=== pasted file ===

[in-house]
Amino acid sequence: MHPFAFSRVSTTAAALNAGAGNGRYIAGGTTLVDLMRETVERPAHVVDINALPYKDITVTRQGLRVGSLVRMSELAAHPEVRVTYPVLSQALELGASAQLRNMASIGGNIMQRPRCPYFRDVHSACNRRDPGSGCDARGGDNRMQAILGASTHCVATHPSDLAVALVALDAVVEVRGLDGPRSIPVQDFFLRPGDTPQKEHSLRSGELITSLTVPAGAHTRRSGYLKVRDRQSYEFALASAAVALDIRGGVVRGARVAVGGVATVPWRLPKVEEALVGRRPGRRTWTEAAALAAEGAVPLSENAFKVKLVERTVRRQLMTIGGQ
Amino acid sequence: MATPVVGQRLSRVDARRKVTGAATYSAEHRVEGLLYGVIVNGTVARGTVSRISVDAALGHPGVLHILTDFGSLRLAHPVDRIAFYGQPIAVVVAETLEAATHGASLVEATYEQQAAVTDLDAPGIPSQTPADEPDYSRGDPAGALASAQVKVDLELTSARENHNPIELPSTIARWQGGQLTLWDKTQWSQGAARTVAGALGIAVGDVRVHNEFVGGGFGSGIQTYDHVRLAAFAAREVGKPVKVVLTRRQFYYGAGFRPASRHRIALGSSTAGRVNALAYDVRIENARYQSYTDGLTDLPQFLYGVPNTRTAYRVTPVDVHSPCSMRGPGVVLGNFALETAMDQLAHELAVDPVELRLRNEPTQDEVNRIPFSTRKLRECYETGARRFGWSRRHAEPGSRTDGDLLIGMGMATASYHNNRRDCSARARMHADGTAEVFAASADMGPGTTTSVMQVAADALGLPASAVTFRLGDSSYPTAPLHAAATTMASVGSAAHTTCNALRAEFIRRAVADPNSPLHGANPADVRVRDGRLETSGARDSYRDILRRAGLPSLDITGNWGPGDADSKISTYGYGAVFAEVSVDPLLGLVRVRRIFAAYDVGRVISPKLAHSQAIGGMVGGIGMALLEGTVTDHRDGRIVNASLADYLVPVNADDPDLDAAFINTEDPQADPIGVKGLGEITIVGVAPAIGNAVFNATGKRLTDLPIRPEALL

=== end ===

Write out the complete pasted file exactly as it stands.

[in-house]
Amino acid sequence: MHPFAFSRVSTTAAALNAGAGNGRYIAGGTTLVDLMRETVERPAHVVDINALPYKDITVTRQGLRVGSLVRMSELAAHPEVRVTYPVLSQALELGASAQLRNMASIGGNIMQRPRCPYFRDVHSACNRRDPGSGCDARGGDNRMQAILGASTHCVATHPSDLAVALVALDAVVEVRGLDGPRSIPVQDFFLRPGDTPQKEHSLRSGELITSLTVPAGAHTRRSGYLKVRDRQSYEFALASAAVALDIRGGVVRGARVAVGGVATVPWRLPKVEEALVGRRPGRRTWTEAAALAAEGAVPLSENAFKVKLVERTVRRQLMTIGGQ
Amino acid sequence: MATPVVGQRLSRVDARRKVTGAATYSAEHRVEGLLYGVIVNGTVARGTVSRISVDAALGHPGVLHILTDFGSLRLAHPVDRIAFYGQPIAVVVAETLEAATHGASLVEATYEQQAAVTDLDAPGIPSQTPADEPDYSRGDPAGALASAQVKVDLELTSARENHNPIELPSTIARWQGGQLTLWDKTQWSQGAARTVAGALGIAVGDVRVHNEFVGGGFGSGIQTYDHVRLAAFAAREVGKPVKVVLTRRQFYYGAGFRPASRHRIALGSSTAGRVNALAYDVRIENARYQSYTDGLTDLPQFLYGVPNTRTAYRVTPVDVHSPCSMRGPGVVLGNFALETAMDQLAHELAVDPVELRLRNEPTQDEVNRIPFSTRKLRECYETGARRFGWSRRHAEPGSRTDGDLLIGMGMATASYHNNRRDCSARARMHADGTAEVFAASADMGPGTTTSVMQVAADALGLPASAVTFRLGDSSYPTAPLHAAATTMASVGSAAHTTCNALRAEFIRRAVADPNSPLHGANPADVRVRDGRLETSGARDSYRDILRRAGLPSLDITGNWGPGDADSKISTYGYGAVFAEVSVDPLLGLVRVRRIFAAYDVGRVISPKLAHSQAIGGMVGGIGMALLEGTVTDHRDGRIVNASLADYLVPVNADDPDLDAAFINTEDPQADPIGVKGLGEITIVGVAPAIGNAVFNATGKRLTDLPIRPEALL